Private label products continue to surge, hitting a quarter of supermarket sales for the first time, but in some categories its share is as high as two thirds of the market according to IBISWorld.

Butter, sugar, bread and milk ranked as the most dominant for private label, with supermarket-owned products commanding 68%, 67%, 56% and 55% of sales in these categories respectively. And according to IBISWorld’s forecasts, the dominance of the usually cheaper alternative is set to grow to 30% of overall supermarket sales within the next five years.

IBISWorld General Manager the researcher’s Australian operation, Karen Dobie, says the private label march continues to be driven by cost of living concerns, and with the introduction of the carbon tax, more Australians are expected to turn to away from brands.

“In 2007-08, private label accounted for just 13.5% of total supermarket sales meaning the segment has grown by more than 85% over the past five years”, Dobie says.

In dollar terms, Australians are expected to spend $85.9 billion on groceries in 2012-13, with IBISWorld tipping $21.6 billion of this will be spent on private-label products, up from $19.7 billion in 2011-12 and $9.96 billion five years ago.

Looking forward, this figure is expected hit $31.8 billion by 2017-18, representing growth of nearly 50% between then and now.

Private label’s growth is influenced by the strength of supplier brands and the nature of product differentiation within categories, Dobie adds. “Dry grocery items and chilled packaged food categories have been the strongest performers for private-label products – although alcohol has also been a strong contender for Woolworths and Coles.”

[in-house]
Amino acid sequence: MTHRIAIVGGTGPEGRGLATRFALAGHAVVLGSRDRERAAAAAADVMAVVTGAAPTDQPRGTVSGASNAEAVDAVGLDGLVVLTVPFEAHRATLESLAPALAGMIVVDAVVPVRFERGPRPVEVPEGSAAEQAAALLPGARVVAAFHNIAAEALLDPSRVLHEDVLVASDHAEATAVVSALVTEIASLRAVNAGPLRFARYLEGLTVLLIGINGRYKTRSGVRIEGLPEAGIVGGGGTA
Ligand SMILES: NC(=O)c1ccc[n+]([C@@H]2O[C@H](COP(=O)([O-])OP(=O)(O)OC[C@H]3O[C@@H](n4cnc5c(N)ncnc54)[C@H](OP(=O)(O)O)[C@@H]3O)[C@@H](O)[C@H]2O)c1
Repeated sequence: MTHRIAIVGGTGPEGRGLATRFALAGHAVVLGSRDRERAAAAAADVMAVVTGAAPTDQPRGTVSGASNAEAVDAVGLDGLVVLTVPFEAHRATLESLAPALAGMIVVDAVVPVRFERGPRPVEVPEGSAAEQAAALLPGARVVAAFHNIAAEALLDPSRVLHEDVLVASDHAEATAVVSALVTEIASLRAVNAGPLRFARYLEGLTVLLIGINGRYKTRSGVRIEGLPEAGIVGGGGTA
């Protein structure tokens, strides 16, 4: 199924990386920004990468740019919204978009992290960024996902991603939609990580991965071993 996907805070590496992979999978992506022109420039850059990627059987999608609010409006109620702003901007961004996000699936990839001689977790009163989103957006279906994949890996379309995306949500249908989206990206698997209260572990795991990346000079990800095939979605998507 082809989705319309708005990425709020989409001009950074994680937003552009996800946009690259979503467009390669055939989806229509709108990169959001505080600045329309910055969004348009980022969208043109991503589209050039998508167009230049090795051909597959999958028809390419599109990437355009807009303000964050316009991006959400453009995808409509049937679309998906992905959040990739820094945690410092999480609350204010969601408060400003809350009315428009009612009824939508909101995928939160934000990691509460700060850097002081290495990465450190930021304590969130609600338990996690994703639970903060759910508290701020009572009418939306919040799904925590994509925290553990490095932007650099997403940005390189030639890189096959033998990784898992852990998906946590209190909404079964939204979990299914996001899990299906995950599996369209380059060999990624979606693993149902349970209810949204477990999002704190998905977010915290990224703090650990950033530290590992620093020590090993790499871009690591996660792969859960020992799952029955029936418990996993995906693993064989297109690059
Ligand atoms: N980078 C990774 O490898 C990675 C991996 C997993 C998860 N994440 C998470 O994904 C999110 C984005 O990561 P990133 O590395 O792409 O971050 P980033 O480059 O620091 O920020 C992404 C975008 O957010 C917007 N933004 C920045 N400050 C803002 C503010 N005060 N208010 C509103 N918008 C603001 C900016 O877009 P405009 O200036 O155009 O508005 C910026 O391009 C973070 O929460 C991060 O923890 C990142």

However, private label isn’t having it all its own way in every category. Branded products have staged a fight back in egg sales with private-label declining from 61% to 53% of market share in the past ten years as free-range products gain popularity. Chocolate, confectionery, soft drinks, cosmetics and sanitary products remained strongholds for branded offers, with consumers opting for trusted, quality brands when purchasing these products.

While private label is most popular with Australia’s low-income families (those earning less than $44,000 per annum), accounting for over 40% of their total grocery bill, families in higher income brackets (those earning above $75,000 per annum) have been turning in increasing numbers. Private label currently accounts for about 15% of groceries among this income bracket.

Growth in premium private-label products is also expected to impact on the market, blurring the line between home brands and branded products and leading to more aggressive competition across the grocery industry.